Meeting the Lower-limb Challenge
June 2017 Issue
Helping patients with lower-limb impairments reach their full mobility potential comes with challenges, including reluctance from third-party payers to reimburse advanced technological solutions, finding the right solution for individual patients, and guiding patients through the rehabilitation process to maximize their devices' functionality. This issue provides insight into ways to address these concerns.
A frequent problem practitioners face when providing the most appropriate care for their patients is increased pressure from third-party payers to fit the least expensive prosthesis or orthosis that provides some level of mobility, rather than the one that may maximize the patient's potential but comes with a higher price tag. In "Making the Reimbursement Case for Advanced Lower-limb Technology," experts share strategies for helping payers understand patients' needs for advanced lower-limb technology and how to make the documentation work for you, starting with the initial consultation. One takeaway—central to patient care but too often lost in documentation where the device takes center stage—is to focus on the patient. This, the experts stress, may be the key to a smoother reimbursement or appeal.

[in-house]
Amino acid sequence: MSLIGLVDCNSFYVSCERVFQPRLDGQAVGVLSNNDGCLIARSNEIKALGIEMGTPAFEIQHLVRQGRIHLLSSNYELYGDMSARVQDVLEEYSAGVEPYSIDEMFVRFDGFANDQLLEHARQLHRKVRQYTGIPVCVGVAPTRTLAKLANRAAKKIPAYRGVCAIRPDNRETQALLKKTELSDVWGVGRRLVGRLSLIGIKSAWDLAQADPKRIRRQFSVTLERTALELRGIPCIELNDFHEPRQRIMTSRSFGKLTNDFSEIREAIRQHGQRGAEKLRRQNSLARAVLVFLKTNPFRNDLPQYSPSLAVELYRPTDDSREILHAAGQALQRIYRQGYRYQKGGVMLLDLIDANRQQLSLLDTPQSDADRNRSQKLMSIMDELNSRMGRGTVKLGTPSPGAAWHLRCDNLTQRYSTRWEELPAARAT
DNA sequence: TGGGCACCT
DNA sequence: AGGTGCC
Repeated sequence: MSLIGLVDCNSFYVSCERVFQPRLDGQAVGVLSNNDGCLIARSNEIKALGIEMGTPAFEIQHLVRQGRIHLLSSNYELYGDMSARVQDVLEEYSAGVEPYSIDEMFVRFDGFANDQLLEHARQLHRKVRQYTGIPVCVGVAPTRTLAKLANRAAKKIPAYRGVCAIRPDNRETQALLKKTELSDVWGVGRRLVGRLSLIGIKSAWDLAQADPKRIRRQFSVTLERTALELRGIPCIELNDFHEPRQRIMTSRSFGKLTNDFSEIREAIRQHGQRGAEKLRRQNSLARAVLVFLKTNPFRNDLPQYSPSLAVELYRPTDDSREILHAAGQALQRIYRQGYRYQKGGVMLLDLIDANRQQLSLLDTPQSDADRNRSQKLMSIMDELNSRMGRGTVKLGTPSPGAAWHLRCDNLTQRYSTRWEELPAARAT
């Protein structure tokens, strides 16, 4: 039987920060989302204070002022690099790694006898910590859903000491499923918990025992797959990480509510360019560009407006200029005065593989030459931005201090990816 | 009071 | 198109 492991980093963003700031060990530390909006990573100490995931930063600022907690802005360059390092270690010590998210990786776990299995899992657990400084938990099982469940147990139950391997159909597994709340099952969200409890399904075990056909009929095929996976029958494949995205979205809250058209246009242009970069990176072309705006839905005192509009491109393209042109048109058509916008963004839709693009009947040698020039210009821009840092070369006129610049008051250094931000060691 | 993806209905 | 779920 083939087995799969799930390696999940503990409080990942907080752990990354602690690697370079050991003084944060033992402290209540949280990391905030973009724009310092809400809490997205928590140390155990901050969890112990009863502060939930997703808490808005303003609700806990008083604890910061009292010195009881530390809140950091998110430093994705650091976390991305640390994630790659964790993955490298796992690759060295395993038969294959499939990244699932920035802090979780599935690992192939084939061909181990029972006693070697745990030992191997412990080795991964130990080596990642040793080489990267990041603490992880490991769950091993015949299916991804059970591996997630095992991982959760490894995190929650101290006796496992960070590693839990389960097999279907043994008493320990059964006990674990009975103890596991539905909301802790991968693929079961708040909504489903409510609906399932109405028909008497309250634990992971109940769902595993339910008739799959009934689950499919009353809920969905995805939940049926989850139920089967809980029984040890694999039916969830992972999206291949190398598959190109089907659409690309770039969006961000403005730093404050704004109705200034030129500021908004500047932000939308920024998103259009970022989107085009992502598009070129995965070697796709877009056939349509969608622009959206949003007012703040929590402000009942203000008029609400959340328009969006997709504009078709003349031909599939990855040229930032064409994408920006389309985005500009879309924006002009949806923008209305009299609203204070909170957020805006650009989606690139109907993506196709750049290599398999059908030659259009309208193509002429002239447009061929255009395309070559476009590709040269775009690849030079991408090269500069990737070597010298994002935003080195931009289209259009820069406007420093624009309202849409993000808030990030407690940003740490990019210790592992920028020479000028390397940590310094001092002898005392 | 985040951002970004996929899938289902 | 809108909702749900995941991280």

Finding the right solutions for patients also depends on mining data to determine device characteristics that best solve problems such as fall risk. Phil Stevens, MEd, CPO, FAAOP, looks at the principle of minimum toe clearance and the way different types of prosthetic feet can affect fall risk in "Clearing the Stumbling Blocks: Management Strategies Associated With Minimum Foot Clearance in Prosthetic Ambulation." This article also provides information for practitioners to consider that reinforces the need for hydraulic ankle-feet for patients who have a history of falls.
"Motivational Interviewing:Encouraging Healthy Behavior Change" challenges practitioners to examine their communication strategies when helping patients make the most of the devices with which they have been fitted. This method relies on stepping back from directives and instead guiding and partnering with patients' own level of motivation so they are influenced to take the steps that are good for them and are encouraged to find reasons to justify their own healthy choices for compliance.
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